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Spokane, Washington  Est. May 19, 1883

Navy officer jailed in Japan after deadly crash asks Biden to intervene

By Andrew Jeong Washington Post

Holding the small hands of her three young children, Brittany Alkonis has been protesting near the White House since last week, demanding the Biden administration do more to free her husband, Ridge Alkonis, a 34-year-old Navy lieutenant imprisoned in Japan.

On Wednesday, she was at it again, wearing a blue T-shirt emblazoned with the words “Bring Ridge Home.” Her children – ages 8, 7 and 4 – have stood by her, along with supporters such as Trevor Reed, the former Marine recently released from Russian custody.

Ridge Alkonis is serving a three-year prison term in Japan for a car crash that left a Japanese man and woman dead. As the United States’ efforts to free Brittney Griner and Paul Whelan from Russia make headlines amid the heightened tensions of the war in Ukraine, the Alkonis family hopes its fight will draw attention to detained Americans around the world – not just those held by adversaries, but also allies.

While stationed in Japan in May 2021, Alkonis was driving home with his family and their Australian Labradoodle after a visit to Mount Fuji, near Tokyo. They had gone to an area about 8,000 feet high and accessible by car. After parking, the family hiked on a mostly flat trail for a few hours, Brittany Alkonis said. On their way home at 1 p.m., Ridge Alkonis was talking to his oldest daughter as he drove.

But midsentence, Alkonis suddenly fell unconscious, his family said. The vehicle, going about 25 mph, veered into a parking lot and crashed into several cars that were then pushed against two pedestrians: an 85-year-old woman and her 54-year-old son-in-law. They both died. A third person, a daughter of the elderly woman, was injured. Brittany Alkonis sustained an ankle injury.

When Ridge Alkonis awoke several minutes after the crash, witnesses said his face looked pale, his family said, citing police reports. His symptoms – paleness and a loss of consciousness – align with those of acute mountain sickness, which can affect people at altitudes above 8,000 feet, according to information published by the U.S. National Library of Medicine. In June 2021, a neurologist told Alkonis that he had suffered from the illness at the time of the crash, his family said.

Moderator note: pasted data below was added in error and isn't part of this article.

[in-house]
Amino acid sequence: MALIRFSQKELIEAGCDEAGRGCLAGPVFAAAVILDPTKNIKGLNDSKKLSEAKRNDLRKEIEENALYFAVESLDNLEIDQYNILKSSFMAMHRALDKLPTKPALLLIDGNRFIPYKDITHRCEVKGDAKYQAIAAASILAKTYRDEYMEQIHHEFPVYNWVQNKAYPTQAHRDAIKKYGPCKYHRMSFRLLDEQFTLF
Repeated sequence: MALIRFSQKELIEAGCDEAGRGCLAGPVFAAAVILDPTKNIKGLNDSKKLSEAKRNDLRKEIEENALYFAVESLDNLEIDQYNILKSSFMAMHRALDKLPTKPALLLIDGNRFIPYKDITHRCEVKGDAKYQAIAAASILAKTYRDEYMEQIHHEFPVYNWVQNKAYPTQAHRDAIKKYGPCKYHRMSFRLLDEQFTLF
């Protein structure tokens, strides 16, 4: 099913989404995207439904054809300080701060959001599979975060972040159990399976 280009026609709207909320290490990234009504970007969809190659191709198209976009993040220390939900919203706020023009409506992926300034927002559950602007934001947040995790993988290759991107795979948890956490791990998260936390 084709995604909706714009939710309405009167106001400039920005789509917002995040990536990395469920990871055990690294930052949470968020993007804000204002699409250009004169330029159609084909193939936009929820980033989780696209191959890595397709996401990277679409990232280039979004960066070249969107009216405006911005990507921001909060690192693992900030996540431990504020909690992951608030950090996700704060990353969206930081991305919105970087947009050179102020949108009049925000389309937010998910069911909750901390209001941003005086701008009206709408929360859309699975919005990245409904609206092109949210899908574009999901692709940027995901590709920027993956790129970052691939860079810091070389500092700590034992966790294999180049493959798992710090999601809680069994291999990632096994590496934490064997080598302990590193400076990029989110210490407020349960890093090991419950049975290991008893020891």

In October, Alkonis was sentenced to three years in jail for negligent driving. The judge overseeing the case said he had not traveled high enough to be afflicted with severe acute mountain sickness, according to local reports. Instead, she accepted prosecutors’ assertions that Alkonis had been drowsy that day. An appeal failed to overturn the verdict.

Alkonis’s family has accused Japanese investigators of misleading him into signing Japanese-language documents during his pretrial confinement that the family says inaccurately described Alkonis as having felt sleepy before driving that day. Alkonis was also denied access to an attorney during his initial four weeks of detention after the accident, according to his family.

Japan’s Ministry of Justice didn’t respond to a request for comment.

During the trials, Alkonis repeatedly told judges that he had never told law enforcement that he had felt drowsy before driving.

“It’s never been harder to tell the truth,” an exasperated Alkonis told his wife at the time.

Alkonis has repeatedly expressed sorrow over the deaths of the man and woman. His family, with help from friends, paid $1.65 million to the victims’ relatives as restitution, they said. “They are victims, 100% innocent. They are definitely victims,” Brittany Alkonis said in a phone interview this week.

But the family also says Ridge Alkonis received an unusually harsh punishment; 95% of Japanese citizens convicted of similar charges are granted suspended jail terms, according to Japanese Ministry of Justice data – meaning they aren’t sent to prison.

In 2019, of the 1,252 people charged with causing death through negligent driving, only 4.6% – about 58 people – ended up doing actual prison time, according to a government white paper. The great majority – 95.4%, or around 1,194 people – received a suspended sentence.

Alkonis’s case has attracted bipartisan support, with Democratic and Republican lawmakers alike petitioning Tokyo for leniency.

Rep. Mike Levin, D-Calif., whose constituents include the Alkonis family, and Sen. Mike Lee, R-Utah, have taken up the naval officer’s cause. In a phone interview this week, Levin accused investigators of violating Alkonis’s rights, saying his initial detainment after the crash involved violations of the status of forces agreement between the United States and Japan.

A Navy spokeswoman said that it respects the judicial process and is supporting the Alkonis family.

Lee has written a letter to the Japanese embassy in Washington, asking that Alkonis be expelled to the United States. Nineteen other Republican senators co-signed the letter.

The Japanese Ministry of Foreign Affairs said it has been in touch with American officials but declined to comment further.

State Department spokesman Ned Price told reporters last week that the U.S. government will be exploring all options to bring his case to “a successful resolution.”

The U.S. Embassy in Tokyo responded to a request for comment by pointing to Price’s comments.

Alkonis’s mother, Suzanne, expressed hope that her son’s case could bring more attention to other Americans being held abroad. “We have Americans detained all over the world. And they all deserve more time and attention than they’re receiving,” she said during a phone interview. “When one brings this topic to light, it helps all of them.”

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The Washington Post’s Julia Mio Inuma in Tokyo contributed to this report.